The idea was to uncover the secret life of these texts, why do their creators consider them their best work? What’s the clandestine, the underground, the surreptitious meaning or attachment? Where’s the kernel, the seed from which a body of work grew, what the driving obsession? Is it something sentimental, something technical, maybe even something spiritual […]
  • On Being Blue by William H. Gass March 14, 2015
    Look up at the sky, or down into the ocean, and what color do you see? We see blue, but not Homer—he never once employs the term throughout The Iliad and The Odyssey, famously calling the sea "wine-dark" and the heavens "bronze." Neither did the Greek philosopher Xenophanes say blue—he described the rainbow as having only three colors. Th […]

The Karen S. Kingsbury Interview

Karen S. Kingsbury is the translator of Love in a Fallen City by Eileen Chang.

1. How did you discover the work of Eileen Chang?

I first encountered Chang during my graduate studies in Comparative Literature. I was reading modern Chinese fiction, sometimes in the original but often in translation, and keeping an eye out for works that would appeal to English-language readers. Reading in Chinese was still very difficult for me, and “Love in a Fallen City” was the first piece of modern Chinese literature that really grabbed me. I stumbled through the story, pulled along by the . . . continue reading, and add your comments

Boldtype

I see that the March issue of Boldtype is now online. Check out my very enthusiastic review of Wizard of the Crow.

And I’ll say it one more time: read this book. Just plain excellent.

Litblogosphere-Approved

NYTBR does good. Some good.

Bloggies

I dunno, maybe the Bloggies are a bigger deal that I realized, but I find it difficult to get too worked up over blog awards. (But then again, I can hardly rouse proper indignation for the Booker et al., so maybe I’m the wrong person to ask.)

Nevertheless, in this post on the Bloggies’s indifference toward the litblogosphere, I think Max makes a very apropos remark:

I have come to believe, and I hope people agree with me, that book blogging is more than just a hobby. I say this not in a self-promotional or self-aggrandizing way (so . . . continue reading, and add your comments

Classical Music Not Dead

Well, well, well. Alex Ross:

More on that 22.5% bump in classical record sales: reports from insiders suggest that the rise is not, in fact, due to crossover fare (Il Divo, André Rieu, the Dowland-howling Sting) but to the real thing (Mozart, Beethoven, Louis Andriessen). All categories of classical music are selling briskly on online stores such as Amazon, Barnes & Noble, and ArkivMusic as well as on iTunes and other MP3 outlets. There’s a good article by Symphony‘s Jayson Greene on the phenomenon, with reference to the Long Tail effect. Everyone seems to . . . continue reading, and add your comments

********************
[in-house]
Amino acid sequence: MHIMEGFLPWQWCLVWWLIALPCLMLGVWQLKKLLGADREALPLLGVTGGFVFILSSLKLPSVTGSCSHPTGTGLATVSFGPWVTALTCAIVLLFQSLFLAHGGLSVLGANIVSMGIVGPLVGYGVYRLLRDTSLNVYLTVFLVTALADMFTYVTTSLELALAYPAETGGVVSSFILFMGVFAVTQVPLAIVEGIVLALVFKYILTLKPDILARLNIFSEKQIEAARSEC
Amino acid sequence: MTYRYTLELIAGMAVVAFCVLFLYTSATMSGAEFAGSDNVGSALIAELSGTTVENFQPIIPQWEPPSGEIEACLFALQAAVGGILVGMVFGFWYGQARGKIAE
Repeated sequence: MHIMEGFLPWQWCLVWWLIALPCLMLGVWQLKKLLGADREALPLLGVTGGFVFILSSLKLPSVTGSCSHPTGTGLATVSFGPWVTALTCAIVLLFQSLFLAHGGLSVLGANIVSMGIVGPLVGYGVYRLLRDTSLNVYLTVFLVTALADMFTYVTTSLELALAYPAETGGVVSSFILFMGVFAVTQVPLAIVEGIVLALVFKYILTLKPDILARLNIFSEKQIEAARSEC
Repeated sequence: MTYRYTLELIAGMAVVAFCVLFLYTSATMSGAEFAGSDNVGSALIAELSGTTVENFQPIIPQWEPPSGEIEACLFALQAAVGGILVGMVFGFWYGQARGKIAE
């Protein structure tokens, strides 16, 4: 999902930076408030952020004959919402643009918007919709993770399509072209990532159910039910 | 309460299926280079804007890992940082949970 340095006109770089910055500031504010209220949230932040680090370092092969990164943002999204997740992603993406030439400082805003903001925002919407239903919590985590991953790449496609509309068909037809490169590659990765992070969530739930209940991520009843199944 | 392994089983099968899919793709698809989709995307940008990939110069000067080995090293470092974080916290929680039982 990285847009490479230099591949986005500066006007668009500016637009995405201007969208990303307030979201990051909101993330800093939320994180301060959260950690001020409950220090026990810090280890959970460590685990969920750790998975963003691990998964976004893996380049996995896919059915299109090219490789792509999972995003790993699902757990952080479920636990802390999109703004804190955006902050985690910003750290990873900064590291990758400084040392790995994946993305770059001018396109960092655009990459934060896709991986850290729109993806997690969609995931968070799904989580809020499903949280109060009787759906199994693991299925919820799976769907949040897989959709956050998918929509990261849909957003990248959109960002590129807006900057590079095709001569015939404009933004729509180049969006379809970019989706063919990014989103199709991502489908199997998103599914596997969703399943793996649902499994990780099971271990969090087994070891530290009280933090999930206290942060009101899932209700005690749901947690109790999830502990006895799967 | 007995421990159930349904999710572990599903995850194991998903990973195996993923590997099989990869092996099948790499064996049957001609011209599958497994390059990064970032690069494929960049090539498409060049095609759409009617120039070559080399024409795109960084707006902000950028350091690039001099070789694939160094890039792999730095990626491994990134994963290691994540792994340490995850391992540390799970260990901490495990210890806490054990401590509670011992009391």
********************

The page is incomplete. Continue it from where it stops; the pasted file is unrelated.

Three From the Guardian

The way things have been going lately, I should just program Typepad to do an automatic post to the newest Guardian Review every week. At least three articles are definitely worthy of your attention this week:

Shakespeare’s sonnets, for the first time ever, are being set to music.

Turning to the Shakespeare sonnets feels very satisfying, a natural progression both from other musical work on sonnets and from other settings of poetry. The sonnets interconnect and cross-refer in endlessly fascinating ways. Two that I chose contain quite specific musical references, which I have followed. Sonnet 128 refers to . . . continue reading, and add your comments

Secret Workings of the NYTBR Revealed!

Well, not quite that thrilling, but there is some useful info here.

The part I find most interesting is that the Book Review "winnows down" from 1,000 books per week. I don’t know how common this is, but I submit that if a large amount of the time of you and your assistant editors is spent tossing out books you’re not interested in reviewing, then you’re losing out on time that could be well spent making the Book Review a better product.

Again, for all I know this is SOP at all major papers nationwide, but it would . . . continue reading, and add your comments

The Top Top Ten

J. Peder Zane’s new book The Top Ten: Writers Pick Their Favorite Books, is an interesting little item. Of course, we’ve all had our fill of top ten lists to the point that it’s socially inept to express too much enthusiasm for them any more. (Sven Birkerts, for example, in his introductory essay: "ranked lists of writers or books are my Achilles heel.") All too often they just tell us what we already know, and even though Birkerts tries valiantly to take away something, truth be told, I don’t think the aggregated Top Top Ten List presented . . . continue reading, and add your comments

The Following Story

A teacher of Dutch–well, if you wanted to draw a cartoon of the type, you could take him as your model. Teaching children the language they were already hearing in the echo chamber of the womb long before they were born, and stunting the natural growth of that language with tedious drivel about ordinal numbers, double possessives, split infinitives, predicate nouns, and prepositional phrases is bad enough, but to look like an underdone cutlet and pontificate about poetry, that’s too much. And not only did he lay down the law about poetry, he wrote it too. Every few years . . . continue reading, and add your comments

LATBR Revolutions?

Who knew the atypical format of Mark Z. Danielewski’s Only Revolutions would prove so popular that the LA Times woud adapt it for its book review section?

LA Observed reports that drastic change is in store for the Los Angeles Times Book Review. Top brass is planning to take the stand-alone Sunday Book Review section and fold it in with a new opinion section that will appear in Saturday papers. Even more preposterous, the plan is to print this new section so that the reader will have to flip the section 180 degrees around to read each . . . continue reading, and add your comments